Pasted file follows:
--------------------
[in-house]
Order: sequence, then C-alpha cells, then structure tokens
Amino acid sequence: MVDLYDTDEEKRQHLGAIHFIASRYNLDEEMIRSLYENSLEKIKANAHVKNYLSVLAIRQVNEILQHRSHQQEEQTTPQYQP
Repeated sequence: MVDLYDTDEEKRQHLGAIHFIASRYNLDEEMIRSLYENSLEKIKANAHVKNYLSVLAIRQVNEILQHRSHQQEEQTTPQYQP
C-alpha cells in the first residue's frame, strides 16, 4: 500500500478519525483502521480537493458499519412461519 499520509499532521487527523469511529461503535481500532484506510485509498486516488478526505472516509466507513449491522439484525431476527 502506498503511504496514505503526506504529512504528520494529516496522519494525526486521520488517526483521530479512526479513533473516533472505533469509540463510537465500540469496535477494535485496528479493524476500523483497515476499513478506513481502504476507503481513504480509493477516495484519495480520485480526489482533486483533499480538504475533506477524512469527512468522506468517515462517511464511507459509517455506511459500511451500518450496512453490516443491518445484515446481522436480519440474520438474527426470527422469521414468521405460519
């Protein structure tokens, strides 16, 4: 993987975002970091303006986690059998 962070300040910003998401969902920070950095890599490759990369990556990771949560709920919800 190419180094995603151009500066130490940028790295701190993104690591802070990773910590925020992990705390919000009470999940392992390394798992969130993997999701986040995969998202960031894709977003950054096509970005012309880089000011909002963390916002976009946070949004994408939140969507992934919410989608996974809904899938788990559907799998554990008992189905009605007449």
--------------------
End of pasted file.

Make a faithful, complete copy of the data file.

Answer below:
[in-house]
Order: sequence, then C-alpha cells, then structure tokens
Amino acid sequence: MVDLYDTDEEKRQHLGAIHFIASRYNLDEEMIRSLYENSLEKIKANAHVKNYLSVLAIRQVNEILQHRSHQQEEQTTPQYQP
Repeated sequence: MVDLYDTDEEKRQHLGAIHFIASRYNLDEEMIRSLYENSLEKIKANAHVKNYLSVLAIRQVNEILQHRSHQQEEQTTPQYQP
C-alpha cells in the first residue's frame, strides 16, 4: 500500500478519525483502521480537493458499519412461519 499520509499532521487527523469511529461503535481500532484506510485509498486516488478526505472516509466507513449491522439484525431476527 502506498503511504496514505503526506504529512504528520494529516496522519494525526486521520488517526483521530479512526479513533473516533472505533469509540463510537465500540469496535477494535485496528479493524476500523483497515476499513478506513481502504476507503481513504480509493477516495484519495480520485480526489482533486483533499480538504475533506477524512469527512468522506468517515462517511464511507459509517455506511459500511451500518450496512453490516443491518445484515446481522436480519440474520438474527426470527422469521414468521405460519
């Protein structure tokens, strides 16, 4: 993987975002970091303006986690059998 962070300040910003998401969902920070950095890599490759990369990556990771949560709920919800 190419180094995603151009500066130490940028790295701190993104690591802070990773910590925020992990705390919000009470999940392992390394798992969130993997999701986040995969998202960031894709977003950054096509970005012309880089000011909002963390916002976009946070949004994408939140969507992934919410989608996974809904899938788990559907799998554990008992189905009605007449």